“Mine has been a life of much shame. I can’t even begin to guess what it must be to live the life of a human being.” – Osamu Dazai
Shame drew me to porn. It seems like it should be the other way around, and it’s true that watching porn brought me a lot of shame, but the fact is I knew shame long before I ever knew porn.
I felt shame my whole life; it was all I knew. When I looked in the mirror I saw someone worthless and ridiculous, and I was so ashamed of the person I believed myself to be that the thought of being exposed – of anyone else seeing what I saw every day – was terrifying. Everything I did, every word, every step, every look, every movement, every choice in life… all of it was calculated to stop anyone discovering the worthless person underneath the facade.
I did a pretty good job of hiding this ‘other self’ from people, but I did myself untold damage in the process. Using all my energy to hide my worthlessness meant that this worthlessness, as I perceived it, was always on my radar. I had no chance to believe anything else about myself because I was reminding myself every day, “You are worth nothing. Make sure no one ever sees that, no matter what it costs.”
Who could keep living this way? Every day I felt a pain in my chest, like a lump of lead, that came from the awful realisation that deep down I was a stupid, worthless non-person. I could barely stand to think about what that meant – the slightest bit of self-examination would leave me breathless with a kind of horror at being me. And I was afraid, constantly, of people discovering the real me.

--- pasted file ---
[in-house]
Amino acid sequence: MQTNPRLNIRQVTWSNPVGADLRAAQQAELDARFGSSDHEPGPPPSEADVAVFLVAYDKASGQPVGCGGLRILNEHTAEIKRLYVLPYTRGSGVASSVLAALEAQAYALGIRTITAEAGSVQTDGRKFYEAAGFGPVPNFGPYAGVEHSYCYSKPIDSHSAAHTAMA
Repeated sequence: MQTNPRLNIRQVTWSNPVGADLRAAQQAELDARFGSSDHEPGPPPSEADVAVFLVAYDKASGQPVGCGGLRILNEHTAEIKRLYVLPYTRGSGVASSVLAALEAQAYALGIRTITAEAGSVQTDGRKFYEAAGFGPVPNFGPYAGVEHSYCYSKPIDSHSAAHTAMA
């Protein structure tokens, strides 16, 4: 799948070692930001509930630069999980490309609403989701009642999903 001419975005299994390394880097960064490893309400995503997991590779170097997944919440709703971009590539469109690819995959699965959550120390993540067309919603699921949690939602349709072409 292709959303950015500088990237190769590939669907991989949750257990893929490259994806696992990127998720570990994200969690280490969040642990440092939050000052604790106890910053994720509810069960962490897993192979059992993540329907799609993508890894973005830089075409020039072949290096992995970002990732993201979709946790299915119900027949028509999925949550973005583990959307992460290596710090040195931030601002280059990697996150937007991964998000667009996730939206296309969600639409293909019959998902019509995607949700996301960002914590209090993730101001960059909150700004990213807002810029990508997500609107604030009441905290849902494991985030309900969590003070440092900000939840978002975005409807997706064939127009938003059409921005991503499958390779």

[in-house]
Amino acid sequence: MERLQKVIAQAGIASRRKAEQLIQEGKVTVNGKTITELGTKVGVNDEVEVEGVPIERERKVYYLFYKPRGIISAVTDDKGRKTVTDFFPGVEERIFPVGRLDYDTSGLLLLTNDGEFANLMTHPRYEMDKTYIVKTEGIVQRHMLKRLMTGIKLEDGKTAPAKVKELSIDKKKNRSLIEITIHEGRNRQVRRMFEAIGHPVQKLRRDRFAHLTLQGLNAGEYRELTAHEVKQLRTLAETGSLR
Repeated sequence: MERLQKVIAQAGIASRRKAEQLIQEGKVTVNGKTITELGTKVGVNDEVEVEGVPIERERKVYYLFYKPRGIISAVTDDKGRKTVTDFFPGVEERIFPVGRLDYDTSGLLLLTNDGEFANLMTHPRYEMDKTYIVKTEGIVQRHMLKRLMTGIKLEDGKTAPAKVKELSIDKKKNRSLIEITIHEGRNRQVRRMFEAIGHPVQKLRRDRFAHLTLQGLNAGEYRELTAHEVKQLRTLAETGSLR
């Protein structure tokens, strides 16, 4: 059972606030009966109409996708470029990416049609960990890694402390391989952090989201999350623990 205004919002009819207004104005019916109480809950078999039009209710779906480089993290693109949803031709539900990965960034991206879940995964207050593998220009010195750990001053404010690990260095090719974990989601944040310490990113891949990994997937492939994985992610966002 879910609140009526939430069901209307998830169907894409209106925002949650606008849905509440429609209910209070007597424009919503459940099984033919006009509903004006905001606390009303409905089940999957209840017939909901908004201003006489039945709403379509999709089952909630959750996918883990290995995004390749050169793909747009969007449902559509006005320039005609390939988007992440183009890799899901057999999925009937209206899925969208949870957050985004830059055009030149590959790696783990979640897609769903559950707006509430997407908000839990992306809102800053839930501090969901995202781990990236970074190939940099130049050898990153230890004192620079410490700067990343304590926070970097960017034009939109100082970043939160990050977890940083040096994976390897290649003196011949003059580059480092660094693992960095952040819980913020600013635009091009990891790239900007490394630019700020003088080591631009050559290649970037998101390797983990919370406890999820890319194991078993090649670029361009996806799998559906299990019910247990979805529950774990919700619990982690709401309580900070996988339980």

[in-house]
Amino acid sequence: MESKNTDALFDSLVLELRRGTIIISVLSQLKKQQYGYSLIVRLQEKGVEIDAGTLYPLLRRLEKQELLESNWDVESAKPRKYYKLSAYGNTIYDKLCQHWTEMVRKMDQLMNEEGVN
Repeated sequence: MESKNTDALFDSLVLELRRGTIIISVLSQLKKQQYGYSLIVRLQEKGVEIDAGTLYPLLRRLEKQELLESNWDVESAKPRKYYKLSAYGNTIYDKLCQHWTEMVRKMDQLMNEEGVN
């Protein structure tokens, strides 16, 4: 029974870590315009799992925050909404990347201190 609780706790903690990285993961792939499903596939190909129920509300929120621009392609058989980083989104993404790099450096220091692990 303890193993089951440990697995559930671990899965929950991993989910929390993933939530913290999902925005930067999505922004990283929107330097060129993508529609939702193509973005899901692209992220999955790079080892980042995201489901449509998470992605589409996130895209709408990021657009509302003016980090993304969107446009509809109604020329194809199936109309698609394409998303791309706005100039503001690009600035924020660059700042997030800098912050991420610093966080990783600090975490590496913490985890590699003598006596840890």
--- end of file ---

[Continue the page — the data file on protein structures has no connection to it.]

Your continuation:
So of course I turned to porn – it was the perfect fit for the way I felt about myself. I’m not sure now how it started. I used to look at my brother’s Penthouse magazines when I was 10 or 11 and I can remember being fascinated and repulsed at the same time. I wonder if that helped set me on this path… I didn’t go back to any kind of porn again until I was 29 or 30, but I don’t think those early images ever really left my mind. When I finally found porn on the internet it was a lot different from those magazine pictures. This porn was rough and ugly and it treated women with violence, degradation and humiliation. And that resonated with me, almost instantly. From a young age I can remember being fascinated with stories of women being mistreated – abuse, rape, abduction, violence. It’s not that I wanted any of these things to happen to me or to anyone else, nor that I ever thought they were good things, but still I somehow identified with mistreatment. Worthlessness, degradation and violence went hand in hand – why would you treat something with care when it’s worth nothing?
Some women re-enact porn scenarios in real life. I can understand why, but I never wanted that. It was enough to re-enact them in my head, to put myself in a scenario of ugly mistreatment and abuse. I didn’t always do that, either – often it was enough just to see other women being degraded and treated as worthless. It made so much sense to me. Even without the mental re-enactment, those women were all me. Worthless, nameless, silenced objects, receiving the treatment that a thing, not a person, deserves.